DWP’s response to Archbishop Vincent Nichols ‘seriously misleading’

• Welfare reform is set to be the driving force behindincreasing child poverty for the next decade

The response of the Department of Work and Pensions (DWP) toArchbishop Vincent Nichol's criticism of welfarereform has come under fire from Churches today.

The Baptist Union of Great Britain, Methodist Church and UnitedReformed Church say that the DWP's response to the Archbishop ismisleading and only shows a carefully selected 'airbrushed' pictureof UK welfare reform.

The DWP states that 3 million households will be better off becauseof Universal Credit, but it neglects to mention that its ownfigures also state that over the long term 2.8 million familieswill be worse off under the new system. Universal Credit is onlyone part of the welfare reform programme. Analysis by the Instituteof Fiscal Studies shows conclusively that, taken together, the raftof tax and benefit changes that make up welfare reform willincrease the levels of both child and working age poverty.

"The DWP's response to the Archbishop's criticism is seriouslymisleading and disappointing," said Paul Morrison, Public IssuesPolicy Adviser and author of The lies we tell ourselves: ending comfortable myths aboutpoverty. "The DWP states that Universal Credit will lifthundreds of thousands of children out of poverty. However, theother changes that are part of welfare reform are likely to pushthese children straight back down again. Indeed, welfare reform isthe driving force behind the predicted increases in both relativeand absolute poverty in families with children over the nextdecade.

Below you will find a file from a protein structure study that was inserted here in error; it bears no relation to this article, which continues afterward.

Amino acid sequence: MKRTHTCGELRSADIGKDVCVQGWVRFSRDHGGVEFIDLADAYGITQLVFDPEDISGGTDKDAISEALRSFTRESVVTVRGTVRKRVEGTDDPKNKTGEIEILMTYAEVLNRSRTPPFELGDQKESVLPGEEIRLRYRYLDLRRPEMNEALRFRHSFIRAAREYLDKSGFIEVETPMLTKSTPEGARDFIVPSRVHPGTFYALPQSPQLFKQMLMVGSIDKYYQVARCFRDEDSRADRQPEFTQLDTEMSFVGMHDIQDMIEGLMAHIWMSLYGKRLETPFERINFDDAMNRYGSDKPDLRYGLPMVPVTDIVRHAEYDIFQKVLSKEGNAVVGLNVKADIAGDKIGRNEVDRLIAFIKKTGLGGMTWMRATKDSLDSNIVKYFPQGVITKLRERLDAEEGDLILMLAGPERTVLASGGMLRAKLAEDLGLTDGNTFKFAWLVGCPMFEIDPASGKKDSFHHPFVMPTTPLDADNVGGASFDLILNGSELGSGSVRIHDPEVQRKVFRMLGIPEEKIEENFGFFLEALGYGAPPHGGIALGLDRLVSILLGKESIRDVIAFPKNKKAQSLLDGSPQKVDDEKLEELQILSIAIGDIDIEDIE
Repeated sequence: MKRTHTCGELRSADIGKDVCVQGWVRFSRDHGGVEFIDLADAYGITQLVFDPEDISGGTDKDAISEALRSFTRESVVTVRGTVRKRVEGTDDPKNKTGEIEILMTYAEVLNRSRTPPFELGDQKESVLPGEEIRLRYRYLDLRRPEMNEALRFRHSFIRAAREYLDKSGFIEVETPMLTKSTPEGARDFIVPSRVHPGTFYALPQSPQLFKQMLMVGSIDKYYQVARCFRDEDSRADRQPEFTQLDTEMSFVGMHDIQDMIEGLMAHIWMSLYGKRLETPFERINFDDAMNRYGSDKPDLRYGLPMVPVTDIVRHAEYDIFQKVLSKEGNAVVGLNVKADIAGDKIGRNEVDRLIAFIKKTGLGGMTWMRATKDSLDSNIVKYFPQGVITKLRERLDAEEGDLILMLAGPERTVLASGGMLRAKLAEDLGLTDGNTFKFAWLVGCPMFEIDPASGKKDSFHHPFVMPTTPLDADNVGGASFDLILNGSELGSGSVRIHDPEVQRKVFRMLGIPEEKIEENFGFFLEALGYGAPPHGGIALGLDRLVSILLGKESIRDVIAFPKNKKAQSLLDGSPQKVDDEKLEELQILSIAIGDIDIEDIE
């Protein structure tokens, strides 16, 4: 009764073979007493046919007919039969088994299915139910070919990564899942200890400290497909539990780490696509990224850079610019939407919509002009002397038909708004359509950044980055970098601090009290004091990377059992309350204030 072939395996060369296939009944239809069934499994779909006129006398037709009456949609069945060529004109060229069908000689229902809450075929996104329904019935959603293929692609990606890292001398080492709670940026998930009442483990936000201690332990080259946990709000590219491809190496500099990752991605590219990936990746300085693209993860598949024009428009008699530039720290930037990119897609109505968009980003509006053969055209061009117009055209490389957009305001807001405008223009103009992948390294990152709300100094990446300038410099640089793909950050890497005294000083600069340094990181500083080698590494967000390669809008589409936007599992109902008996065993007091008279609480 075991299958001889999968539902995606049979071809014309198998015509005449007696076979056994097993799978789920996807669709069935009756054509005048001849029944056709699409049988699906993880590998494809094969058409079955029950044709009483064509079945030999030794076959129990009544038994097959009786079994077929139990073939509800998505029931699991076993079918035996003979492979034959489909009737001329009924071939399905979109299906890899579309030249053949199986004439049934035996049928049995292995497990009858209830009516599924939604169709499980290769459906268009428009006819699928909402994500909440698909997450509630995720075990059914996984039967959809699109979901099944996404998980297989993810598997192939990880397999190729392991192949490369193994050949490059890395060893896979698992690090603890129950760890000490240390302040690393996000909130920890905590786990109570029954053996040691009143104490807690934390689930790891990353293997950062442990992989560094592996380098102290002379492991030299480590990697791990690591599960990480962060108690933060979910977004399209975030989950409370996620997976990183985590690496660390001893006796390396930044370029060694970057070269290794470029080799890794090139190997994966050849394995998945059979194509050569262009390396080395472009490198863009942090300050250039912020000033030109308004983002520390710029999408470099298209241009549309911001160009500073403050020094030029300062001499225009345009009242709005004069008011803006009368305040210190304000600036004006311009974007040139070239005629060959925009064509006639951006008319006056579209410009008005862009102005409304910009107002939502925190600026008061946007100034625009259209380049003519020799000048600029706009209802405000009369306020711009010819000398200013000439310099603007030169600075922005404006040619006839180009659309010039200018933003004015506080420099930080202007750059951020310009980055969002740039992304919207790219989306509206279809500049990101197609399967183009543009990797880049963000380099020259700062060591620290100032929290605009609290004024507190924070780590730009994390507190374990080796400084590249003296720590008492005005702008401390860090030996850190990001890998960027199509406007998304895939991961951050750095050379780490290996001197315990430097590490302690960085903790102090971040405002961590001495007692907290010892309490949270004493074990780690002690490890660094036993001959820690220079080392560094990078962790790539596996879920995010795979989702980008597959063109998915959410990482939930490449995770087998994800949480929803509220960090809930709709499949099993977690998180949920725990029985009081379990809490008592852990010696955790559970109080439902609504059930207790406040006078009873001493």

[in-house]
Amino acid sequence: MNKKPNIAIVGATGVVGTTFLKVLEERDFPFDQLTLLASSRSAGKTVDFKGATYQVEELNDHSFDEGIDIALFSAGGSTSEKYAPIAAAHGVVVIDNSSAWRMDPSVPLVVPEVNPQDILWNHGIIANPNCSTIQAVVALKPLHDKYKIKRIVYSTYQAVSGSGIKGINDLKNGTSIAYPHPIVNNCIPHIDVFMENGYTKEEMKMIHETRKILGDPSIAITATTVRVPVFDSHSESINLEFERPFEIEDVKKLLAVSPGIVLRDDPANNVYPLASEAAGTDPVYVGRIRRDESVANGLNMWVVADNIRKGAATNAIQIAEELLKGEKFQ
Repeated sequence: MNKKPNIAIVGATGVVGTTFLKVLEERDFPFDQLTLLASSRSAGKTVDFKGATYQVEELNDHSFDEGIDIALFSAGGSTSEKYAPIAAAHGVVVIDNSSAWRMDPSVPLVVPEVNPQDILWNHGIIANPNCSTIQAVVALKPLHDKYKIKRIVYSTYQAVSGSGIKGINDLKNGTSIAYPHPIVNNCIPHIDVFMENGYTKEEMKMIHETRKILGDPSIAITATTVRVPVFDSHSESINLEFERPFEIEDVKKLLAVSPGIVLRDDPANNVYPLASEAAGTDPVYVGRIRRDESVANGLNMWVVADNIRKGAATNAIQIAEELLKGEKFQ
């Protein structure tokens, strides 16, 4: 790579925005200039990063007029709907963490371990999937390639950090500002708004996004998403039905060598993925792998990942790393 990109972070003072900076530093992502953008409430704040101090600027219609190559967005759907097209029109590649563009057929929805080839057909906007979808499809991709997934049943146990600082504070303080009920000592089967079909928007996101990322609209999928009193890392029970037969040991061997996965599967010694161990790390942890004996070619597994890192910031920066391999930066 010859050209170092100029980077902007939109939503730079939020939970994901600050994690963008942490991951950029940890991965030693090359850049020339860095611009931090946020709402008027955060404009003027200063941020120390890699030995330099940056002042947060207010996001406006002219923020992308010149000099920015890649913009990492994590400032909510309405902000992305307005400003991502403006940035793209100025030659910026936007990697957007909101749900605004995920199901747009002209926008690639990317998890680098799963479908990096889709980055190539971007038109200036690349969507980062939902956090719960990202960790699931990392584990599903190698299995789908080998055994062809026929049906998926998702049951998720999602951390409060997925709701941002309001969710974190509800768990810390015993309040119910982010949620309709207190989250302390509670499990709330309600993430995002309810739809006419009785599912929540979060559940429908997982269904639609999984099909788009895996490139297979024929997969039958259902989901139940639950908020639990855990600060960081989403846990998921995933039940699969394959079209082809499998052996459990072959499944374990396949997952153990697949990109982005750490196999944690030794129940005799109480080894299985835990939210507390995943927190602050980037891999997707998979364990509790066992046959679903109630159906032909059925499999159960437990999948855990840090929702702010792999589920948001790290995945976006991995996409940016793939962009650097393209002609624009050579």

"People are entitled to take different views on the merits ofwelfare reform, but they should be given a clear and fair pictureof the reality. The British public deserve better than the diet ofhalf-truths and skewed statistics they are currently beingfed."